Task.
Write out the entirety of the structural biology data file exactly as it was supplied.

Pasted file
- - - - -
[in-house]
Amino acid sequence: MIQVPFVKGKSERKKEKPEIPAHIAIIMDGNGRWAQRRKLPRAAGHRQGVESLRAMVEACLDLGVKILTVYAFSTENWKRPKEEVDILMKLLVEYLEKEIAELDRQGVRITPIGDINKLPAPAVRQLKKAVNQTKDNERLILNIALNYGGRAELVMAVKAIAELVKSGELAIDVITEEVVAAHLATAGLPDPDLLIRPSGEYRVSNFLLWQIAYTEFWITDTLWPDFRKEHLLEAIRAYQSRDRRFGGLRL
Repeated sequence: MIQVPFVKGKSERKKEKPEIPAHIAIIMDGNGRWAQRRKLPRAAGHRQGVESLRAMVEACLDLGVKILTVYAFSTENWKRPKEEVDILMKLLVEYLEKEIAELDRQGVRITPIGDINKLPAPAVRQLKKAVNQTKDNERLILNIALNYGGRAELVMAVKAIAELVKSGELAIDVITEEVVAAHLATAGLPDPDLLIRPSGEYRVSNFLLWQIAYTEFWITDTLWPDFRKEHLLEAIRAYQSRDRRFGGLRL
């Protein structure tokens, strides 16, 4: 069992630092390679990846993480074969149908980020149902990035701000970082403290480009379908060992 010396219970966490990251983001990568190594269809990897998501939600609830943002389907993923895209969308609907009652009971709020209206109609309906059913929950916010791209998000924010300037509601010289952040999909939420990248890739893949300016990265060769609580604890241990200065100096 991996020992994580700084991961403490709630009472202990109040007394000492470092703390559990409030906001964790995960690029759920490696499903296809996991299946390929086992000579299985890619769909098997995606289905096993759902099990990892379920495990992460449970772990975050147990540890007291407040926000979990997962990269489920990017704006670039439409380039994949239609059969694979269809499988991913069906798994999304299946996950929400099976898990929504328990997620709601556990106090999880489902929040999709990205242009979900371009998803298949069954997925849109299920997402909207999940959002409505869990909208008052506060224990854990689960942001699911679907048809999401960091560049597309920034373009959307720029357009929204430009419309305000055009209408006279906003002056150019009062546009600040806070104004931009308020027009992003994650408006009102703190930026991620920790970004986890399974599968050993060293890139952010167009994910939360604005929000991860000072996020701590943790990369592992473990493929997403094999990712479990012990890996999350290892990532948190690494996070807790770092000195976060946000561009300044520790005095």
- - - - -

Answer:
[in-house]
Amino acid sequence: MIQVPFVKGKSERKKEKPEIPAHIAIIMDGNGRWAQRRKLPRAAGHRQGVESLRAMVEACLDLGVKILTVYAFSTENWKRPKEEVDILMKLLVEYLEKEIAELDRQGVRITPIGDINKLPAPAVRQLKKAVNQTKDNERLILNIALNYGGRAELVMAVKAIAELVKSGELAIDVITEEVVAAHLATAGLPDPDLLIRPSGEYRVSNFLLWQIAYTEFWITDTLWPDFRKEHLLEAIRAYQSRDRRFGGLRL
Repeated sequence: MIQVPFVKGKSERKKEKPEIPAHIAIIMDGNGRWAQRRKLPRAAGHRQGVESLRAMVEACLDLGVKILTVYAFSTENWKRPKEEVDILMKLLVEYLEKEIAELDRQGVRITPIGDINKLPAPAVRQLKKAVNQTKDNERLILNIALNYGGRAELVMAVKAIAELVKSGELAIDVITEEVVAAHLATAGLPDPDLLIRPSGEYRVSNFLLWQIAYTEFWITDTLWPDFRKEHLLEAIRAYQSRDRRFGGLRL
């Protein structure tokens, strides 16, 4: 069992630092390679990846993480074969149908980020149902990035701000970082403290480009379908060992 010396219970966490990251983001990568190594269809990897998501939600609830943002389907993923895209969308609907009652009971709020209206109609309906059913929950916010791209998000924010300037509601010289952040999909939420990248890739893949300016990265060769609580604890241990200065100096 991996020992994580700084991961403490709630009472202990109040007394000492470092703390559990409030906001964790995960690029759920490696499903296809996991299946390929086992000579299985890619769909098997995606289905096993759902099990990892379920495990992460449970772990975050147990540890007291407040926000979990997962990269489920990017704006670039439409380039994949239609059969694979269809499988991913069906798994999304299946996950929400099976898990929504328990997620709601556990106090999880489902929040999709990205242009979900371009998803298949069954997925849109299920997402909207999940959002409505869990909208008052506060224990854990689960942001699911679907048809999401960091560049597309920034373009959307720029357009929204430009419309305000055009209408006279906003002056150019009062546009600040806070104004931009308020027009992003994650408006009102703190930026991620920790970004986890399974599968050993060293890139952010167009994910939360604005929000991860000072996020701590943790990369592992473990493929997403094999990712479990012990890996999350290892990532948190690494996070807790770092000195976060946000561009300044520790005095």